Back in August and September of last year I began doing research on healing oneself with diet. Although I ate gluten-free as a result of a diagnosed sensitivity to wheat, my body had begun to exhibit the same symptoms as back when I did eat wheat. After much research, I chose to try a Whole 30 (as well as eliminating nightshades) starting October 1st. As suspect as it sounds, it was life changing. Almost all of the symptoms that led me to the Whole 30 disappeared over the course of that month. Additionally, I was able to ditch both my daily allergy meds and the over-the-counter sleep aid that had helped me get mediocre sleep at best.
After the 30 days I began the reintroduction protocol and quickly learned that I was not going to be able to add many foods back into my diet. In fact, over the next few months I discovered that I needed to eliminate even more. That’s when I came across the Paleo Autoimmune Protocol and learned about things like leaky gut and that you can actually heal a leaky gut if you will take the time and make the dedication necessary.
This brings me to the clamp lid jars.
One of the things that is highly recommended for those who need to heal their gut is the consumption of fermented foods. As a child I lived in Germany for five years, so I grew up loving sauerkraut. But what you find in most stores is pasteurized and therefore lacking in all of the probiotics that are so healthy for you.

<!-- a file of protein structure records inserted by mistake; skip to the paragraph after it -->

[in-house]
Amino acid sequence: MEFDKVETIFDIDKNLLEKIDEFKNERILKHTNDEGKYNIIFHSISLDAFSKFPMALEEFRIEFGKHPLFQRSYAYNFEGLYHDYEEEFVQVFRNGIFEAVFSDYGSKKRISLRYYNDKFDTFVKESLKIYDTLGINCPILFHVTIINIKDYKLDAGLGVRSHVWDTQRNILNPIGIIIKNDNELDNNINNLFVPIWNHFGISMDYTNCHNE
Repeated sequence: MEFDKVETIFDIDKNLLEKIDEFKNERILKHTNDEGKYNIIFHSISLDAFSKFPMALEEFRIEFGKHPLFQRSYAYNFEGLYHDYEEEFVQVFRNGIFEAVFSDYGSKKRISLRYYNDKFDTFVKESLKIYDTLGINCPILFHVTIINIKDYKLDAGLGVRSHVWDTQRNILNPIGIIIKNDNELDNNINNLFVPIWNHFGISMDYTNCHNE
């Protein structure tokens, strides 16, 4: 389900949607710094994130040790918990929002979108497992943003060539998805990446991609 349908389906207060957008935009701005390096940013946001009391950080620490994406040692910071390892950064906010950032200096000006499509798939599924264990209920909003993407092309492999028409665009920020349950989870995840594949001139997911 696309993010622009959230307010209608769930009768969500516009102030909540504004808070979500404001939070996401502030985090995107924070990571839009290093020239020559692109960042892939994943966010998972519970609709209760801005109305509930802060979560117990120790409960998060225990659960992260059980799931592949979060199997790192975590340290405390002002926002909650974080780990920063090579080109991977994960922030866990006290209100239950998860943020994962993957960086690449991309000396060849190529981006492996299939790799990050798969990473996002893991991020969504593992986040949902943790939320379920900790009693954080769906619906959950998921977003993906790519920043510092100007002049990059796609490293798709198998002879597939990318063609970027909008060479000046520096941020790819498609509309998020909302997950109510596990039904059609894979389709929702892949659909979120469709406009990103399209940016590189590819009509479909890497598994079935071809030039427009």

I came to the conclusion that I needed to try and make my own, so I pulled up Google and began looking for how to make sauerkraut. It didn’t sound that difficult to make, so I went out and got the ingredients and prepared my first batch. After a few days of fermenting it was pretty darn ugly. The cabbage had worked its way out from under the weight I had holding it under the brining solution and begun to mold.
The experience and failure were enough that I decided to just buy the expensive, semi-pasteurized version of sauerkraut that the local health food store carried. This went on for months until by chance I came across the idea of fermenting in clamp-lid jars. The method doesn’t even require a weight! The lid seals out anything bad that might spoil your sauerkraut, while the rubber gasket allows for the excess gas to seep out. It sounded like the perfect solution and when I came across one such jar for a good price, I knew I had to give making sauerkraut another try. This is the recipe I used.
For three weeks I’d poke my head in the pantry (where I had set the jar) and check to see if it was bubbling, leaking, or growing anything unsavory. Then this past Monday, I finally got to open it up and there wasn’t any sign of mold. Not only that, but it was some of the best sauerkraut I’ve ever tasted!
In fact, we liked it so much, that I went out and purchased two more identical jars. We’ve got a second batch of sauerkraut fermenting and also decided to try lacto-fermenting okra. So far it looks like it’s going well, but we’ll see once we get to taste it.
If you’ve ever wanted to try fermenting or have tried it and failed, I urge you to try a clamp lid jar. What seemed like an insurmountable obstacle after my first attempt, became an easy task thanks to a lid and a clamp.